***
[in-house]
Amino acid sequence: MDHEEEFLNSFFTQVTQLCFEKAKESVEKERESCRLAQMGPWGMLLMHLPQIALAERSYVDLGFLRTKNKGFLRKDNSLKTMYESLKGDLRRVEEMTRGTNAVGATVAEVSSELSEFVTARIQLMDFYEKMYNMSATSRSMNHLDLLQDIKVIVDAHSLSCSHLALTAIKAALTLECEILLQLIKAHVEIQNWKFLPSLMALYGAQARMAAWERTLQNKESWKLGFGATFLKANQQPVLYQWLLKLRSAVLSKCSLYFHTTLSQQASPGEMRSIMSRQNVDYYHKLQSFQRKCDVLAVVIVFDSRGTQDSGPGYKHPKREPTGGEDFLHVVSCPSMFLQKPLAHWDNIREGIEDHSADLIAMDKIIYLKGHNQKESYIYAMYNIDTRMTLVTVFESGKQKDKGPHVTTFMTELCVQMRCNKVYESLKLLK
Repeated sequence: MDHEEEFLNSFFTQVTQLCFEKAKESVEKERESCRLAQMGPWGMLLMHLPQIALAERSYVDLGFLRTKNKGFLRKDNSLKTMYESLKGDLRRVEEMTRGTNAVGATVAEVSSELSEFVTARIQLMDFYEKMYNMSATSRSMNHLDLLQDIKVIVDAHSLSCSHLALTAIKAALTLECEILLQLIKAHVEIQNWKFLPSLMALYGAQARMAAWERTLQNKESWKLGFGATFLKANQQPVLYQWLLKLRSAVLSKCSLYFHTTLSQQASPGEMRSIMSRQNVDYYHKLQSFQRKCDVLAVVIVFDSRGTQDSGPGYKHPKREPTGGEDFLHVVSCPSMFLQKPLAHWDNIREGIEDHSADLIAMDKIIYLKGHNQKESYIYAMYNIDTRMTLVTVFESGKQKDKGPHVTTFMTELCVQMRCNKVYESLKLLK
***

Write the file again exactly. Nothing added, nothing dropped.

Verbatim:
[in-house]
Amino acid sequence: MDHEEEFLNSFFTQVTQLCFEKAKESVEKERESCRLAQMGPWGMLLMHLPQIALAERSYVDLGFLRTKNKGFLRKDNSLKTMYESLKGDLRRVEEMTRGTNAVGATVAEVSSELSEFVTARIQLMDFYEKMYNMSATSRSMNHLDLLQDIKVIVDAHSLSCSHLALTAIKAALTLECEILLQLIKAHVEIQNWKFLPSLMALYGAQARMAAWERTLQNKESWKLGFGATFLKANQQPVLYQWLLKLRSAVLSKCSLYFHTTLSQQASPGEMRSIMSRQNVDYYHKLQSFQRKCDVLAVVIVFDSRGTQDSGPGYKHPKREPTGGEDFLHVVSCPSMFLQKPLAHWDNIREGIEDHSADLIAMDKIIYLKGHNQKESYIYAMYNIDTRMTLVTVFESGKQKDKGPHVTTFMTELCVQMRCNKVYESLKLLK
Repeated sequence: MDHEEEFLNSFFTQVTQLCFEKAKESVEKERESCRLAQMGPWGMLLMHLPQIALAERSYVDLGFLRTKNKGFLRKDNSLKTMYESLKGDLRRVEEMTRGTNAVGATVAEVSSELSEFVTARIQLMDFYEKMYNMSATSRSMNHLDLLQDIKVIVDAHSLSCSHLALTAIKAALTLECEILLQLIKAHVEIQNWKFLPSLMALYGAQARMAAWERTLQNKESWKLGFGATFLKANQQPVLYQWLLKLRSAVLSKCSLYFHTTLSQQASPGEMRSIMSRQNVDYYHKLQSFQRKCDVLAVVIVFDSRGTQDSGPGYKHPKREPTGGEDFLHVVSCPSMFLQKPLAHWDNIREGIEDHSADLIAMDKIIYLKGHNQKESYIYAMYNIDTRMTLVTVFESGKQKDKGPHVTTFMTELCVQMRCNKVYESLKLLK